Summer, basketball, and a formidable leader
July 1st acts as a water mark for several things. To most, it signifies the true onset of summer. With the Fourth of July weekend, the beginning of the month often means a much deserved, if not long overdue vacation. To NBA fans, the date marks the on-set of the league’s free agent period. This marks roster moves that will shape seasons to come. With so much in flux, a veteran leader is an invaluable asset for a team that hopes to make additions to their squad that can make them competitive for future generations.
To most NBA fans, Kobe Bryant is a quintessential leader. In leading by example, Bryant has been a lynch pin for the continued success of the Los Angeles Lakers that has spanned for the better part of this millennium.
With five championships, scoring titles and being named the league’s Most Valuable Player, doubting Bryant’s standing as a leader seems foolish. Yet, as the Lakers sought to make a splash in free agency, their pursuit of free agent forward LaMarcus Aldridge brought Bryant’s seemingly bulletproof repute into question.
This leader has some clear flaws
Detractors of Bryant have noted major personality and strategic flaws in his game. Off the court issues and limited discretion when it comes to sharing the ball have marred Bryant’s flawless image in the years he has lived in the NBA’s spotlight as the apparent successor to Michael Jordan.
Those flaws were apparently an issue as Bryant’s role as a recruiter failed to have the impact his team believed it would in luring premiere free agent players. Apparently off-put by the ultra-alpha-male personality of Bryant, Aldridge signed with the San Antonio Spurs, a team who has rivaled Bryant’s success without all the glamour that is associated with Los Angeles.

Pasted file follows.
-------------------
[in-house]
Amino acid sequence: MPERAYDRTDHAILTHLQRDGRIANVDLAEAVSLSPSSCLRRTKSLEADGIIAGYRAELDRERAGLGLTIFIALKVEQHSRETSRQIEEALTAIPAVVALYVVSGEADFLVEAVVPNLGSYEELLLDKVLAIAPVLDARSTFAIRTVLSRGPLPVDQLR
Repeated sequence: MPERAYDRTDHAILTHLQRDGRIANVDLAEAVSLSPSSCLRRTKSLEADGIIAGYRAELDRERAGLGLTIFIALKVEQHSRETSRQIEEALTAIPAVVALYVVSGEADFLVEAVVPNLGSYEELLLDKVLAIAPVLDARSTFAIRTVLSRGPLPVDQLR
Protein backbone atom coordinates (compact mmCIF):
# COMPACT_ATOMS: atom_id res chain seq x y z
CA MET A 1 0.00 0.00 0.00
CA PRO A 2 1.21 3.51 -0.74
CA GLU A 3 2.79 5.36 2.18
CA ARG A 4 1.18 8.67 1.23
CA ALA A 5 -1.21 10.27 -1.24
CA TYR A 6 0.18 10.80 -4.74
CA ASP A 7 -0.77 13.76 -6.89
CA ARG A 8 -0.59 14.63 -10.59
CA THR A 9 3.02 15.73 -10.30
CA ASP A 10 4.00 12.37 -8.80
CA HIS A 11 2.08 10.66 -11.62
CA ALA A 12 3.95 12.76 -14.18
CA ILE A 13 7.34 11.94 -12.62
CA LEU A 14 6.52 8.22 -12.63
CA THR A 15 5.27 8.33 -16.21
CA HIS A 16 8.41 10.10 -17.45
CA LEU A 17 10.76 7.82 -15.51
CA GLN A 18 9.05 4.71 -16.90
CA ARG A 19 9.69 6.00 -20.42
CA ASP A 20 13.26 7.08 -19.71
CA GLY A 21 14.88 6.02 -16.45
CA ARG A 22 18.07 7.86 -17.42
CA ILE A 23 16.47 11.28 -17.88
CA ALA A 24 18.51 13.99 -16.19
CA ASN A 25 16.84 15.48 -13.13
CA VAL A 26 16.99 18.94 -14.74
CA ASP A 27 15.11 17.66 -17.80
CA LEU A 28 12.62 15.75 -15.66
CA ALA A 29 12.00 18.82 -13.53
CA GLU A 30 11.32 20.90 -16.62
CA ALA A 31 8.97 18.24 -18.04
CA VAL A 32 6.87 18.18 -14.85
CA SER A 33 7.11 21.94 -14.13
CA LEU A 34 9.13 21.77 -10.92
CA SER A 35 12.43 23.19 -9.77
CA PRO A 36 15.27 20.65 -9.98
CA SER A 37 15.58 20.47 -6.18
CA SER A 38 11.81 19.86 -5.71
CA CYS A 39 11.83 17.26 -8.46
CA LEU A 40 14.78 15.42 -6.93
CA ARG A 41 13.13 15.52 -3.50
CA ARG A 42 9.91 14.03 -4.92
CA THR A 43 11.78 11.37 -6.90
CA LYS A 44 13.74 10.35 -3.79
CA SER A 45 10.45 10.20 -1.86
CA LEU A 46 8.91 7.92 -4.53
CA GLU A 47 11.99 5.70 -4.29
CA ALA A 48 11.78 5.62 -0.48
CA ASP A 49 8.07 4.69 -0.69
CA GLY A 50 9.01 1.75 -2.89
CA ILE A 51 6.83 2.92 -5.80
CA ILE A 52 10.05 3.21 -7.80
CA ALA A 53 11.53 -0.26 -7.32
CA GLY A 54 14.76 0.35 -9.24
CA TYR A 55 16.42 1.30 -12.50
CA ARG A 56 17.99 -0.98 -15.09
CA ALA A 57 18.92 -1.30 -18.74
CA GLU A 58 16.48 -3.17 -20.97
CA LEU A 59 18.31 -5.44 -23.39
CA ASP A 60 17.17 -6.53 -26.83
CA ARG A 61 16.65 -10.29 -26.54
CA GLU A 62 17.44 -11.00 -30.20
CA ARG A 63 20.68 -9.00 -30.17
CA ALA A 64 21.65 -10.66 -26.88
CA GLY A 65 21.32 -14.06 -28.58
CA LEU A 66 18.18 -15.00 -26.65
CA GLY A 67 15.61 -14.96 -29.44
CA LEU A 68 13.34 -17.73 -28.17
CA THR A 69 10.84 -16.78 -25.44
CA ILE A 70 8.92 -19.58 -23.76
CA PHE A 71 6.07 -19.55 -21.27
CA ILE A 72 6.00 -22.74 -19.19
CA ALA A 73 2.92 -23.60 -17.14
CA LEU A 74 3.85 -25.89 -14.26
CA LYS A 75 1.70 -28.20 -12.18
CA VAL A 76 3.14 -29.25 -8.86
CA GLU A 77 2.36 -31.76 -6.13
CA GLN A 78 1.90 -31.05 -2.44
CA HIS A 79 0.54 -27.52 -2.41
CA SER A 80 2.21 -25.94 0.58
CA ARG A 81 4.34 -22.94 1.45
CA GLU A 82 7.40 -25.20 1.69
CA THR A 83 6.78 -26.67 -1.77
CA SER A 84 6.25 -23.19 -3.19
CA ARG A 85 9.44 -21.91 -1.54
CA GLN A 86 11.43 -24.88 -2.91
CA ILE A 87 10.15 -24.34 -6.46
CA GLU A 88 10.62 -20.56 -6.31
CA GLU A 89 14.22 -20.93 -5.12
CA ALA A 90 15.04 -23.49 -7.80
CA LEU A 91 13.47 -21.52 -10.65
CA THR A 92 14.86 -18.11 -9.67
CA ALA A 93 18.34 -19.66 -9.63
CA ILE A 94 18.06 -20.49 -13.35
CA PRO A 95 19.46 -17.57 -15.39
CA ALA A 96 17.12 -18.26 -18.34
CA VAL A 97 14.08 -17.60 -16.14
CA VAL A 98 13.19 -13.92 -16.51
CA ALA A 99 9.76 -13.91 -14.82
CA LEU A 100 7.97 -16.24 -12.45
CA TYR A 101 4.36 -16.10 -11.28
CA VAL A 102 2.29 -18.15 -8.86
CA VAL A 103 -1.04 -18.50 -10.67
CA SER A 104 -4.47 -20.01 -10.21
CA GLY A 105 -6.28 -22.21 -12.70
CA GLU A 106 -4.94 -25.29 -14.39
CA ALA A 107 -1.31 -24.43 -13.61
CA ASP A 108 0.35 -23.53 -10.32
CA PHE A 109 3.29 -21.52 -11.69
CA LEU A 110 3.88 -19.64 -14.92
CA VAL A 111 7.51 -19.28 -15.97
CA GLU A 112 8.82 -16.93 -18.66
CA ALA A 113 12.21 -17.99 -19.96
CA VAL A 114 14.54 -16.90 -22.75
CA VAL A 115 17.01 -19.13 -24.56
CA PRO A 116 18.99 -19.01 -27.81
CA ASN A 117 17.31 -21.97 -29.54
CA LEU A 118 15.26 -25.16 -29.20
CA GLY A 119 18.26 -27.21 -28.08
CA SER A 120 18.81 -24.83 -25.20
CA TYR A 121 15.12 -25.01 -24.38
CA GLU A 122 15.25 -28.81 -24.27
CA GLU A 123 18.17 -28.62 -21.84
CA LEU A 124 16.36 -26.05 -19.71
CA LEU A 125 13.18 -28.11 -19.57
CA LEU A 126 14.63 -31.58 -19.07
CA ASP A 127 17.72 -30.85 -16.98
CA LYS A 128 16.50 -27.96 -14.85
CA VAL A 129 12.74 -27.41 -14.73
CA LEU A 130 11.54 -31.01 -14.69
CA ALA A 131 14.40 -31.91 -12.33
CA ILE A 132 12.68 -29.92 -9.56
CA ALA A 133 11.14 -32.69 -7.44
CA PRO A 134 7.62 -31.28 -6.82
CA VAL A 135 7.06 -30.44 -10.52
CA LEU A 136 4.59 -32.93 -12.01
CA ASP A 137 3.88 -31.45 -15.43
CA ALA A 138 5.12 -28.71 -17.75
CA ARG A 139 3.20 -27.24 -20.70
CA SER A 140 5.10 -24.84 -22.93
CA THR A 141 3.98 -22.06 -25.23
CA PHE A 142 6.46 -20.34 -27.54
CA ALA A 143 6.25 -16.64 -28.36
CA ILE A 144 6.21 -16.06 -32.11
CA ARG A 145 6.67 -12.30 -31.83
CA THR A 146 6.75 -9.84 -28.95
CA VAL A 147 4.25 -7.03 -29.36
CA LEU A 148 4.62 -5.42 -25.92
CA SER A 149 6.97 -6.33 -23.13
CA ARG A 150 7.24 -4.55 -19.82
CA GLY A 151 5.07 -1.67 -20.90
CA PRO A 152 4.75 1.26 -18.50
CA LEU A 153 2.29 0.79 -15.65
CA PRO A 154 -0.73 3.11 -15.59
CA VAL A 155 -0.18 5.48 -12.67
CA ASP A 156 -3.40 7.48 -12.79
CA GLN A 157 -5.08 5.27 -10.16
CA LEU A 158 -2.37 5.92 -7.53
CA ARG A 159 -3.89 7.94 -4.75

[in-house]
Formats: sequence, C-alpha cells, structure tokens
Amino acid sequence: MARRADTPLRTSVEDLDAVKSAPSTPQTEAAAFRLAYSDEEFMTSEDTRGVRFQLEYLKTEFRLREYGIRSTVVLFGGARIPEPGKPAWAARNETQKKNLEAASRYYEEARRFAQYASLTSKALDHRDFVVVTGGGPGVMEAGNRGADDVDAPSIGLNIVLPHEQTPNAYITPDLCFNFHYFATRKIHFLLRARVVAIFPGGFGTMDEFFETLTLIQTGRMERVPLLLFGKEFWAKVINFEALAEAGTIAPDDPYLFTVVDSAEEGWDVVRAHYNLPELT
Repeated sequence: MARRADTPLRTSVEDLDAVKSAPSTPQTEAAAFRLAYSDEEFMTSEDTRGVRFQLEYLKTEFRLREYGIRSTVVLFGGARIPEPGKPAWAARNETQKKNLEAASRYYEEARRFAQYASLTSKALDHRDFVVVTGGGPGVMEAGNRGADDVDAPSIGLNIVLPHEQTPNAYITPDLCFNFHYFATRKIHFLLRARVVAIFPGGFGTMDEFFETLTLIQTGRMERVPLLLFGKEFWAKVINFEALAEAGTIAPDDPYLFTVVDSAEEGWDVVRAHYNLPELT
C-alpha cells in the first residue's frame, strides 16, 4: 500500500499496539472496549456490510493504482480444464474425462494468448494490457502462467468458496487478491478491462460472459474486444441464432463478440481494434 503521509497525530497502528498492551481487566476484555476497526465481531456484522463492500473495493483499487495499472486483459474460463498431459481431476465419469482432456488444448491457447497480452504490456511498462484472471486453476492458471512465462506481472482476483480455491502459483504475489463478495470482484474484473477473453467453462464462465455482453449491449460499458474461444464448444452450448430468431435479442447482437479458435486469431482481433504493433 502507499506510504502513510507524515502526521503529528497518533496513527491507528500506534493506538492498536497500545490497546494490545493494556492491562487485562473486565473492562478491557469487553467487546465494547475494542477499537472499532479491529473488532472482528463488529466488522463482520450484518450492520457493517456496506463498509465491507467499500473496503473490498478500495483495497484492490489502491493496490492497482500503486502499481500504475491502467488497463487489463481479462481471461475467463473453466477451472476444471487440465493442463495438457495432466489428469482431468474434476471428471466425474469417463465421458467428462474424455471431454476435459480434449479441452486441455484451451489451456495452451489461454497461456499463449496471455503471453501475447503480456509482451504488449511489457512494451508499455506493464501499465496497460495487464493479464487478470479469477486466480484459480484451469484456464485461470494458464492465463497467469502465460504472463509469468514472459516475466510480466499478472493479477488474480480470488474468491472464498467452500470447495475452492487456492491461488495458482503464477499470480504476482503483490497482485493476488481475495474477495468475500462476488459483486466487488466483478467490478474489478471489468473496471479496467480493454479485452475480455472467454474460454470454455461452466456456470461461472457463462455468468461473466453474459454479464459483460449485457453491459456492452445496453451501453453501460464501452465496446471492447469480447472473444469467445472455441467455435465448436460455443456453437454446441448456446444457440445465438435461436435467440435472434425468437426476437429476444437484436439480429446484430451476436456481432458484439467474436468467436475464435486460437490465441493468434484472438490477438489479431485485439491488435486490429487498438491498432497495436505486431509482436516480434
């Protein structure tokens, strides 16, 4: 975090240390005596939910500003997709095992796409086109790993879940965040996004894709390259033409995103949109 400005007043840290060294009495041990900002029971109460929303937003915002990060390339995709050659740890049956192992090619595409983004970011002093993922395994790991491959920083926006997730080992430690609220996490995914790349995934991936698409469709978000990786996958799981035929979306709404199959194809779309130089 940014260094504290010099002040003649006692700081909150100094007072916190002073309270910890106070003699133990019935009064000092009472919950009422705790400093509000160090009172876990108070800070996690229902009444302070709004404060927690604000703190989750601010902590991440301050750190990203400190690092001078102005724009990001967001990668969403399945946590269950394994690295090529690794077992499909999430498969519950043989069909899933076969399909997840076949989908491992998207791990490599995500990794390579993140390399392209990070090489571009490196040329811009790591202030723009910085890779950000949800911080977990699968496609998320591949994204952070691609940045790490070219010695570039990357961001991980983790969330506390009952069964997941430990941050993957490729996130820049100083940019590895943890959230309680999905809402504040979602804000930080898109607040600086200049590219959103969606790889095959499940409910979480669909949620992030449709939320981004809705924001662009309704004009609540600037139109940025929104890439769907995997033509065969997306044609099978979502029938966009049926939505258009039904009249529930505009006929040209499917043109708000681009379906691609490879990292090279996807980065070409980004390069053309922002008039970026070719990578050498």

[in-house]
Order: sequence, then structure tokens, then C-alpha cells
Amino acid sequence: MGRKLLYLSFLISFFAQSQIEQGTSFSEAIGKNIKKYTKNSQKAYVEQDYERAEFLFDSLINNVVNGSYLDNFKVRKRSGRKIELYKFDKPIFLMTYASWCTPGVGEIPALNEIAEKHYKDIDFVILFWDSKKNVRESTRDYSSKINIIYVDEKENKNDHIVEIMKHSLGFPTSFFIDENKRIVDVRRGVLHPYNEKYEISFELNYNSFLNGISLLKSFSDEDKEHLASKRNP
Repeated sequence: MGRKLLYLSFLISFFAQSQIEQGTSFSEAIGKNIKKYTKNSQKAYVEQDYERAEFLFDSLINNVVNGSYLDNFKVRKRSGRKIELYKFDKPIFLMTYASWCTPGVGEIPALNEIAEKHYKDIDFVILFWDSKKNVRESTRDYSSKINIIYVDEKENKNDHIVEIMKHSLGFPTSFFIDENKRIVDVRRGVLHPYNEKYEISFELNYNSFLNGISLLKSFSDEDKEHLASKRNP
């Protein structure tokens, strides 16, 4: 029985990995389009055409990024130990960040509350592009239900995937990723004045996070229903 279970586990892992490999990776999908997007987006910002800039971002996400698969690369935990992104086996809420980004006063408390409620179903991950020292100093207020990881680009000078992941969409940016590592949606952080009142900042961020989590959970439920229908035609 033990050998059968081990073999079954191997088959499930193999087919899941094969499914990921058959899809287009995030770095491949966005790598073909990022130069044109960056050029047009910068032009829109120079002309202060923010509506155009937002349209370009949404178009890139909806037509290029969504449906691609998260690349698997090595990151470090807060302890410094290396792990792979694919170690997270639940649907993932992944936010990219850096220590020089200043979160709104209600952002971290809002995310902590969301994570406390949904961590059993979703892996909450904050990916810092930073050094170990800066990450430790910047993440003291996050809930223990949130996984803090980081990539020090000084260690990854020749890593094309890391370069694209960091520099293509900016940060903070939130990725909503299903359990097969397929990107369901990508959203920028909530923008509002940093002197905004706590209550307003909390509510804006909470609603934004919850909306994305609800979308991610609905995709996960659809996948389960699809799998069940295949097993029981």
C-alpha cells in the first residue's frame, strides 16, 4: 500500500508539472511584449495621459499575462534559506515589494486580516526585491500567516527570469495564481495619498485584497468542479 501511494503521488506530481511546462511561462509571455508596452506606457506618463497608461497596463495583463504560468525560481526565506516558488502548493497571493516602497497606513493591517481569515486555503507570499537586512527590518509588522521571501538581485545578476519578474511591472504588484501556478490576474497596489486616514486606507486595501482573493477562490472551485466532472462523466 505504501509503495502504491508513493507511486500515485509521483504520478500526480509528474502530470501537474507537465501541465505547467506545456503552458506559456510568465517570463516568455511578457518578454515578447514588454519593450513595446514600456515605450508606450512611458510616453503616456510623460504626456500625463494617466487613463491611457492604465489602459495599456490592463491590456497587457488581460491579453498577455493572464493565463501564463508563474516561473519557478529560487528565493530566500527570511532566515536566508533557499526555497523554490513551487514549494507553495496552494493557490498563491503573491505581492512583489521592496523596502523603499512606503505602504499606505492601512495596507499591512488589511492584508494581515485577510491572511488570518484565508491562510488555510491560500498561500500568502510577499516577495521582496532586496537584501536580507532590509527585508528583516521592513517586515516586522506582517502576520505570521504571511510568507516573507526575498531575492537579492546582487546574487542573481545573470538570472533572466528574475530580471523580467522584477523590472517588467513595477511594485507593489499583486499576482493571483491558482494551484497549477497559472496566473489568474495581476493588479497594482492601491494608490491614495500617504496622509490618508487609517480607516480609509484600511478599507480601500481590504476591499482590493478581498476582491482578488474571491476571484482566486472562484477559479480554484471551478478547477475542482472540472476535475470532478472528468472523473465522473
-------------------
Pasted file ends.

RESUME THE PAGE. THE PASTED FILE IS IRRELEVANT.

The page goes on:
Aldridge’s choice makes us question what embodies a true leader
The image of a leader is depicted as a stereotypical alpha male who takes control of all situations. Research done at the University of British Columbia gives credence to this believe as a groups given the task of choosing a leader gravitated toward the more brash, domineering personalities.
Yet, in an era in which collaboration is a growing component of success, leadership may mean being antithetical to the status quo. Being able to effectively communicate and engage colleagues instead of dominating very well could be how we come to understand what makes a good leader. After all, it takes a true leader to defy convention.